At the Republican Party of Texas’ virtual convention last weekend, Gov. Greg Abbott knew he had to talk about his executive order requiring — in most cases — facemasks in public.
“I know that many of you do not like the mask requirement. I don’t either,” he said in a recorded address. “It is the last thing that I wanted to do. Actually, the next to last.”
The last thing he wants to do, he said, is impose another stay-at-home order like the one he lifted at the end of April.
The effort to shore up support among party activists comes as Abbott is under fire over his response to the coronavirus outbreak. Eight county Republican parties have now formally censured him. Hardline conservatives are rebelling over the mask order and other restrictions.
“When we have executive orders and mandates, people telling us what we can and cannot do, who is essential and who is not essential, it’s time for us to stand up. It’s time for us to fight,” he said.
One of the county Republican parties that censured Abbott is Llano County, situated northwest of Austin.
Doug Sanders, chairman of the Llano GOP, said Abbott’s executive orders violate the state and federal Constitutions and Republican Party principles.
“If he believes that restrictions ought to be placed on the citizens of Texas, then he needs to call a special session of the Legislature,” Sanders said.
Lawmakers, he argued, would listen to their constituents and be held accountable for bucking the wishes of their districts.
Abbott’s coronavirus actions
It may not only be what Abbott’s doing, but how he’s doing it that is making it easier for opponents to hammer him.
Ross Ramsey, executive editor of the Texas Tribune, said the governor’s inconsistency has opened him up to criticism.
“The inconsistency of it makes it more difficult for [a] governor, or a president, or anybody else to kind of sell the idea that, ‘Hey, here’s the problem, carefully described, here are the remedies, carefully described, [and] we’re all in this together,'” Ramsey said. “We haven’t had a consistent message like that.”
Early in the outbreak, the governor allowed local government officials to manage the response. He then took control, limiting nonessential activity and saying state orders take precedence over local ones. Abbott initially did not allow local governments to levy fines for violating a mask order, but later said local officials could make businesses require masks.
After quickly reopening the state in May, a dangerous spike in coronavirus cases led to Abbott’s own statewide mask order on July 2.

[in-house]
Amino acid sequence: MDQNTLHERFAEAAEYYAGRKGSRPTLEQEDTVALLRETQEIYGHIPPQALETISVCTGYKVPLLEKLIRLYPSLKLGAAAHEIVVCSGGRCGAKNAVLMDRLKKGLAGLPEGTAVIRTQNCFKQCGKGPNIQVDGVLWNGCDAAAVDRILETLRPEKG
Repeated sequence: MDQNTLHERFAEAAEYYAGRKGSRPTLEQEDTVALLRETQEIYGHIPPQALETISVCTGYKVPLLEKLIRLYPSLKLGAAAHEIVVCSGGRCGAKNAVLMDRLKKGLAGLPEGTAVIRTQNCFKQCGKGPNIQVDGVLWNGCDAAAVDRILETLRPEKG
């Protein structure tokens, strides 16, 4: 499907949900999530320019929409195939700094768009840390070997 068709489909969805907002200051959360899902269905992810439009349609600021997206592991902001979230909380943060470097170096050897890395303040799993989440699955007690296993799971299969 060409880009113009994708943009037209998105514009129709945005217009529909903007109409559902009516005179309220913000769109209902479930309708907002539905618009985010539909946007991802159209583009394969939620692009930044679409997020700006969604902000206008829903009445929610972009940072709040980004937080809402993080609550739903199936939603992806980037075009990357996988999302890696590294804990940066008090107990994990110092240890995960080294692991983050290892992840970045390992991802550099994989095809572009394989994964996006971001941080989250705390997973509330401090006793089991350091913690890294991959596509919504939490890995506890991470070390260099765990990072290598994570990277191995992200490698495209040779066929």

Despite attacks from both inside and outside his party, Abbott is still probably the state’s strongest political force. His political committee has almost $38 million in the bank, which he’s expected to use this fall to defend Republican seats in the state House.
The Republican Party of Texas, meanwhile, celebrated eclipsing $1 million in an unrestricted account about a year ago.
Austin-based lobbyist Robert Miller said it’s too early to pass judgement on how Abbott’s handled the coronavirus crisis.
“After we’re through this, I think that’s the time to make judgments whether or not his leadership styles or his leadership characteristics were right for this time,” Miller said. “And I think overall they will prove to be correct.”
The governor’s office didn’t respond to an email seeking an interview.
A sensitive time
The dissent among Republicans in Texas does come at a sensitive time, ahead of the November election, when Democrats have a real chance of taking the state House.
As for whether anger at Abbott could keep Republican voters away from the polls, Representative Dan Flynn doesn’t see that happening.
“I think at the end of the day, when the presidential election heats up, when the Senate election heats up, [people] are going to recognize the distinct difference between the two parties,” he said.
Flynn just lost his primary runoff election in a conservative district northeast of Dallas, even though he was backed by the governor. The winner had challenged Flynn twice before and was supported by the hardline group Empower Texans, another Abbott adversary.
Even if Abbott does power Republicans to a strong finish in November, it doesn’t mean he’s in the clear. He could still face a Republican rival in his next gubernatorial primary, in 2022.
That seems a long way off, but Doug Sanders of the Llano County GOP said anger over how Abbott is handling the pandemic won’t have died down by then.
“The Republican Party’s moniker is an elephant,” Sanders said. “And elephants do not forget.”